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Misc Projects : 1-Wire Relay / Lighting Controller

An 8-channel 120V relay controller, this project was originally intended only as a brewing and vinification process controller.

Since its construction was concurrent with a dance party, it was first tested as a dance floor lighting controller. The controller is comprised of a DS2408 8-channel switch, and eight 20A relays.

First, a little motivation

I'm a big fan of automation, whether truly time-saving or not. So, nearly immediately after brewing my first batch of beer, or vinifying my first grapes, I have sought to increase consistency while reducing the amount of labor required. For a while, I've focused upon monitoring temperature and timing during the (beer) mash, boiling, and fermentation. Naturally this leads to me expending more effort than ideal. This project is a step toward automating the mash and boil. Namely, I'd like to control pumps for temperature control and filtering during the mash, as well as water heater elements for the boil.


The electronics for this project are simple. I have used a Maxim DS2408, with eight outputs to drive eight 20 amp relays. To handle the current required by the relay coils, I have based my design upon H. Roelle's Relay Controller. As relatively slow switching speeds are required and I already have a 1-wire network conveniently located throughout much of my home, using the 1-wire network was the simplest solution to a rapid product. All was mounted in a 6x6x4-inch metal junction box, with one relay for each of eight plugs. Final organization of this box is still in flux, and more incoming power than the current 120V, 20A is needed, of course, to drive heater elements during boil.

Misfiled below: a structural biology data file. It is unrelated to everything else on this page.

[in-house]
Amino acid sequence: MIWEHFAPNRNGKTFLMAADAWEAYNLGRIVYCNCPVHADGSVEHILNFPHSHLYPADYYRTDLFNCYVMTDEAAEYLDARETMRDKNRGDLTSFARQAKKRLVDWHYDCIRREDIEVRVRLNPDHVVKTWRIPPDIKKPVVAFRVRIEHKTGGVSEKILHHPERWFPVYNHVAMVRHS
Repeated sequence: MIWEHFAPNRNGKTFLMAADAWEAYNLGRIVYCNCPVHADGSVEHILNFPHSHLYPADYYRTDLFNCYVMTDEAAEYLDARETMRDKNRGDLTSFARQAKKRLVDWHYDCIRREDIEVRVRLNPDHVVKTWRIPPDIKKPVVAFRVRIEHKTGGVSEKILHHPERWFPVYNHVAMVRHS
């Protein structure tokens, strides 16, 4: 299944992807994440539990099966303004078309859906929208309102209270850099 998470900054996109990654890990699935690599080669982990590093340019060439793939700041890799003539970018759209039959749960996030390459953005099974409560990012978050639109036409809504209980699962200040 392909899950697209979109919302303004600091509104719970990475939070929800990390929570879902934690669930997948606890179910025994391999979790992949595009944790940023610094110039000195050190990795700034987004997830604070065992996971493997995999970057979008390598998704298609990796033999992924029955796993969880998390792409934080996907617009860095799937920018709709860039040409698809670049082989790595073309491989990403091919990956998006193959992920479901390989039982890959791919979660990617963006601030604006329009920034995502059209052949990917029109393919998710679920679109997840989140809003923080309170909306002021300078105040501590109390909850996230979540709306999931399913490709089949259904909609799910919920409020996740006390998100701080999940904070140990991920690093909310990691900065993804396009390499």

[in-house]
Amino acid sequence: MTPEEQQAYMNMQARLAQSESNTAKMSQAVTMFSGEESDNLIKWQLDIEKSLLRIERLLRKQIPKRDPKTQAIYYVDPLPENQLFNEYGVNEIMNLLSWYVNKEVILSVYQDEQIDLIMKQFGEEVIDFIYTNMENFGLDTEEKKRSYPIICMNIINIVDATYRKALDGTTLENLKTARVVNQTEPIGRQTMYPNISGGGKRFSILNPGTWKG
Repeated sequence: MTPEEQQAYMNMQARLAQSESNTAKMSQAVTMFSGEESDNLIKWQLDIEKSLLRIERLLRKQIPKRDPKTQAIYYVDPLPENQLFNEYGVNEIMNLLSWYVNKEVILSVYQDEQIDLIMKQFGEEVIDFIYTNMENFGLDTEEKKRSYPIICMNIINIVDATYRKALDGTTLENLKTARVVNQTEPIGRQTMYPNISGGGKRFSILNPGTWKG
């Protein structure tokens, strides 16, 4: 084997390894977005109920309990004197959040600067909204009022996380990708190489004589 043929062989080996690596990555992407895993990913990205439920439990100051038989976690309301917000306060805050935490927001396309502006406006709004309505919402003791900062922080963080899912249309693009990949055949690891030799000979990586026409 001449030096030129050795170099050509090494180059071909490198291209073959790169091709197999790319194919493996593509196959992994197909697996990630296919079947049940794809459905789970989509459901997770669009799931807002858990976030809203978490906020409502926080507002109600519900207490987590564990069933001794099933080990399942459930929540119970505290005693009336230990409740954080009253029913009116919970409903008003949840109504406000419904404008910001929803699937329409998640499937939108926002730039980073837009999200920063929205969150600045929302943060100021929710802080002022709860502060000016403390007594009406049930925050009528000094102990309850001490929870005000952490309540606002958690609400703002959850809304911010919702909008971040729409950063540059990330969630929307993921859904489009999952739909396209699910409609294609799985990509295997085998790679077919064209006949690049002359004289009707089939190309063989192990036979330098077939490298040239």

Schematic, Board Layout, & Software

Note that is one of my first PCBs, and was constrained by components I had on hand. It is far from ideal.

Schematic Board Layout

Dance Lighting

Simple light cycle
As mentioned above, this relay box debuted as the Sir Dance Alot party lighting controller. Eight colored lights on the verticies of an 8-foot octagon was aesthetically pleasing, and functioned excellently. Each light may be independently addressed as a bit of one byte, allowing a wide variety of patterns. As my original goal was not switching speed, I was pleased to achieve just over 5 1-byte updates per second. This proved to be plenty fast. As software development time was extremely limited, and latency somewhat unpredictable, no direct effort was made to synchronize with music--inexact timing would certainly be inferior to none at all. Note that this animation was photographed from the floor, and suggests the lights would be quite dizzying. The limited perspective of standing beneath the lighting negates this effect.

Created: 03 Oct 2007
Last Modified: 17 Nov 2009